Andreas Lundh, Hvidovre Hospital, Denmark.
In this issue's Reviewer Profile, we speak with Andreas Lundh, a resident at Department of Infectious Diseases, Hvidovre Hospital, Denmark.
Andreas obtained his MD from the University of Copenhagen in 2004, and his MSc in Clinical Epidemiology from the Netherlands Institute for Health Sciences, Erasmus University of Rotterdam, in 2008. Since 2009, Andreas has taught various courses in evidence-based medicine and medical writing for medical students and physicians and has worked as a PhD student at The Nordic Cochrane Centre in Copenhagen.
What do you enjoy most about being a reviewer?
It’s a great way to stay up to date in your field and read interesting papers. It’s also a good way to practice your critical appraisal skills and it helps you to understand how important it is that a paper is reported clearly.
In the time that you've been a reviewer, what trends have you noticed?
I’ve been a reviewer for less than five years so I think this is too short a period to notice any trends.
How do you envision the role of the reviewer being different in the year 2020?
I think in the future reviewing will be a more open and dynamic process than it is today. Firstly, the identities of authors and reviewers will be disclosed and also reviews will be made available to readers. Similarly to what is being done at BioMed Central. Secondly, I think it will be a requirement that raw data is available to both reviewers and readers. This will make reviewing more time consuming. Thirdly, post-publication peer reviewing will play a bigger role. A review by two or three persons is not enough to discover all flaws in a paper. In place comments posted on blogs and written in letters to the editor will have an important impact. Papers will not be what is written in a single PDF, but instead viewed in the context of comments, re-analyses of raw data by other researchers and responses from authors.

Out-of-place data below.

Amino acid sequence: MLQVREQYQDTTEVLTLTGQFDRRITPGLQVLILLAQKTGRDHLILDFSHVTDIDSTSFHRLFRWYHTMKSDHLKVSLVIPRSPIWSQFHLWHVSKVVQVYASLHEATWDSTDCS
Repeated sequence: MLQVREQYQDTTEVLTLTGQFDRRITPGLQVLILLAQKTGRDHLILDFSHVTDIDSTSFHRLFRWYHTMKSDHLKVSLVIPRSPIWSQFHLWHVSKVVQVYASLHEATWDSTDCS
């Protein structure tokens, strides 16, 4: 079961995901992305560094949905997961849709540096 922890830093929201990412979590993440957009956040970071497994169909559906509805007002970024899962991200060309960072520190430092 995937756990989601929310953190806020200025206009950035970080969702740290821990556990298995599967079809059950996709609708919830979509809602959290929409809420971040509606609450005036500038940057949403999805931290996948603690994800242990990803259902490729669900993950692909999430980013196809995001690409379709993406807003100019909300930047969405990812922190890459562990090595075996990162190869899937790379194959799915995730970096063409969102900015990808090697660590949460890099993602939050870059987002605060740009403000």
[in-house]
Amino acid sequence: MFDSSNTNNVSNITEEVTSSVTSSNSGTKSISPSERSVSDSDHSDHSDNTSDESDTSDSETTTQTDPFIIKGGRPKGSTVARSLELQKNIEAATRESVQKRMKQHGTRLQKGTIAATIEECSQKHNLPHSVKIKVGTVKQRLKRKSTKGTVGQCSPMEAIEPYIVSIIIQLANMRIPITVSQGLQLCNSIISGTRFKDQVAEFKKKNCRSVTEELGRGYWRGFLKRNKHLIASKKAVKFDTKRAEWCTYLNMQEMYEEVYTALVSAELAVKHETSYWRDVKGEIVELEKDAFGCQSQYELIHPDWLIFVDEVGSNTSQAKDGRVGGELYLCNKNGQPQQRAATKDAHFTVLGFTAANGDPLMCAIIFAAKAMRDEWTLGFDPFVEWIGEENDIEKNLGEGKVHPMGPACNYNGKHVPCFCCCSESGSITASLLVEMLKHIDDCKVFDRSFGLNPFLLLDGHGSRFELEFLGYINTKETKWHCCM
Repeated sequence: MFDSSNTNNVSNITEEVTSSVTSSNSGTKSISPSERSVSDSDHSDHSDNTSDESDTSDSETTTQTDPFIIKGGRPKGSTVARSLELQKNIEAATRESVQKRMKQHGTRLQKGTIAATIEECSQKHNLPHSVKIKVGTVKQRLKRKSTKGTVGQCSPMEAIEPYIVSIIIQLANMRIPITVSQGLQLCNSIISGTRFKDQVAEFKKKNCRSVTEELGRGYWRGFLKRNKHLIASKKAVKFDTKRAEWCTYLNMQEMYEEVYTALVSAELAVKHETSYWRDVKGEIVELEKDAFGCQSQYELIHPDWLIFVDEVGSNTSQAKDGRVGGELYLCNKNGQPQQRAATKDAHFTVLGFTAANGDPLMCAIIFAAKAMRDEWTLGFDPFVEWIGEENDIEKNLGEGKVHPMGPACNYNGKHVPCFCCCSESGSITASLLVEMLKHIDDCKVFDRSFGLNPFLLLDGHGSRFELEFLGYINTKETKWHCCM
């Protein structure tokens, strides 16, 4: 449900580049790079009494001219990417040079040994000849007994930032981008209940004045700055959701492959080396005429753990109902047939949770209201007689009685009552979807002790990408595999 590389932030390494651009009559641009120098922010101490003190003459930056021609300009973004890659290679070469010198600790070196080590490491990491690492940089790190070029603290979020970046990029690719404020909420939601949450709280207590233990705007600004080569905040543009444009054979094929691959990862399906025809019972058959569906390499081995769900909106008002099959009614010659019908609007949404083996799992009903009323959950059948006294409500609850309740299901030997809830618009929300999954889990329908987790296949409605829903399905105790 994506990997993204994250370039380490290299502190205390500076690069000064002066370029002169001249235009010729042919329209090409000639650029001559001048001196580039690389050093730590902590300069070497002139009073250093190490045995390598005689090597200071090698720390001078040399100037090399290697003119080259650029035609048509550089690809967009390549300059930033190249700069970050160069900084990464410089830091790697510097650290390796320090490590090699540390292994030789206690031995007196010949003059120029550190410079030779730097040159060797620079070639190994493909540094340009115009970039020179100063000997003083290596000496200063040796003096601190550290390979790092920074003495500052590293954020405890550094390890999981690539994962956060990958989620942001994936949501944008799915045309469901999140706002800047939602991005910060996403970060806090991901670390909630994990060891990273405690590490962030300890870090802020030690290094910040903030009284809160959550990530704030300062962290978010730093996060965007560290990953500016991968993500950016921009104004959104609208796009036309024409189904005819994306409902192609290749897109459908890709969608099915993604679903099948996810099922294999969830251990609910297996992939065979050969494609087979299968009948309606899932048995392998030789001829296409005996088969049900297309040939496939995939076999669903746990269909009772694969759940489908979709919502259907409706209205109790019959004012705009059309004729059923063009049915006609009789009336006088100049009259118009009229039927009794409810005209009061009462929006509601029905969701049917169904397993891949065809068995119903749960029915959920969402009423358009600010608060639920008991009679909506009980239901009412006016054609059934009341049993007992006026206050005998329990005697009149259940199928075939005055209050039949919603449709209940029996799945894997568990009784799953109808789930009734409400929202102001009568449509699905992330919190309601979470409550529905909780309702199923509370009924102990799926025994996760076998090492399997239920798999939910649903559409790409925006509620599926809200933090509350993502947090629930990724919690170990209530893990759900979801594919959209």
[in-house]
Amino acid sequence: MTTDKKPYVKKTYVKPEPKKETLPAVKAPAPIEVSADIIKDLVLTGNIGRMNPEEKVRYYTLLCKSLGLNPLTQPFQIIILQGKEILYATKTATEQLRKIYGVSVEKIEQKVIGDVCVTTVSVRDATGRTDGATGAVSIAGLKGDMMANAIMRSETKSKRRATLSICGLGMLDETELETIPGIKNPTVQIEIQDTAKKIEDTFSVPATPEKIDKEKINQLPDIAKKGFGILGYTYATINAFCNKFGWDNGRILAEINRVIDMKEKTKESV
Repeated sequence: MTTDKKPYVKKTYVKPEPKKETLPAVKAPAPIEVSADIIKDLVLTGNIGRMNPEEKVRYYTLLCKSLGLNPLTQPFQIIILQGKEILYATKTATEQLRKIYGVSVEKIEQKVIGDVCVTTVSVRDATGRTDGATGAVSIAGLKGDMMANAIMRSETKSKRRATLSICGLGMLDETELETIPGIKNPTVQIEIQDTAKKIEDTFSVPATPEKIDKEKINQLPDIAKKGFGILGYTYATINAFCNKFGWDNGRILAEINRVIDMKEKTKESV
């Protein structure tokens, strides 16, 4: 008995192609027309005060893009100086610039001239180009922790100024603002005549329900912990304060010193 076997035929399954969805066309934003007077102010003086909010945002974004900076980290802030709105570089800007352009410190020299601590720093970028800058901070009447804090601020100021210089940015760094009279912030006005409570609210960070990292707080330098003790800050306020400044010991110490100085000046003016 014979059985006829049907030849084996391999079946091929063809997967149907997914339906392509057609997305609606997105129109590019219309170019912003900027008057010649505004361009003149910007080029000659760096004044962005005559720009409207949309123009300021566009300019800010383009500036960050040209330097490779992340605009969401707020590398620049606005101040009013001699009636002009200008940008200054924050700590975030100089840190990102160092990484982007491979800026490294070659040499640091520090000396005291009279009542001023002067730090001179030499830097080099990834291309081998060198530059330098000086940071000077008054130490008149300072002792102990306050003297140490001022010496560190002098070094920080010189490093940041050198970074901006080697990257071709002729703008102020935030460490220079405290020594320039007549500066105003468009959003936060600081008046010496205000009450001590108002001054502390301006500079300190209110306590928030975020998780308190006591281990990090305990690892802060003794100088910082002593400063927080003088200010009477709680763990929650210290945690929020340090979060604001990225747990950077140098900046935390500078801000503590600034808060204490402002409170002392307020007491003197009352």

What advice would you give to a new reviewer?
Don’t be afraid to say what you think because you have to review a paper written by experts in the field. If you don’t understand what the authors write, then it’s likely because it’s either unclear or wrong. Other readers will likely also not understand and even experts can make mistakes. Do a thorough job and when you’re done, put the review aside for a day or two and read it again.
What would you change about the peer review process if you could?
I think peer reviewing should be completely open and raw data should be made available to readers. Also being a reviewer should get more academic recognition.
What do you think people would find most surprising about your role as a reviewer?
Most of my colleagues also peer review, so I don’t think they would be surprised.
How do you balance your role as a reviewer with your other roles?
Peer reviewing has a high priority as it’s an important part of being an academic. However, I try to do no more than one review per month.
What is your favorite quote?
I don’t have a particular favorite quote, but I think “The devil is in the detail” fits nicely with the role of being a reviewer.
What do you like to do for fun?
I like to read, see movies and art and hang out with friends.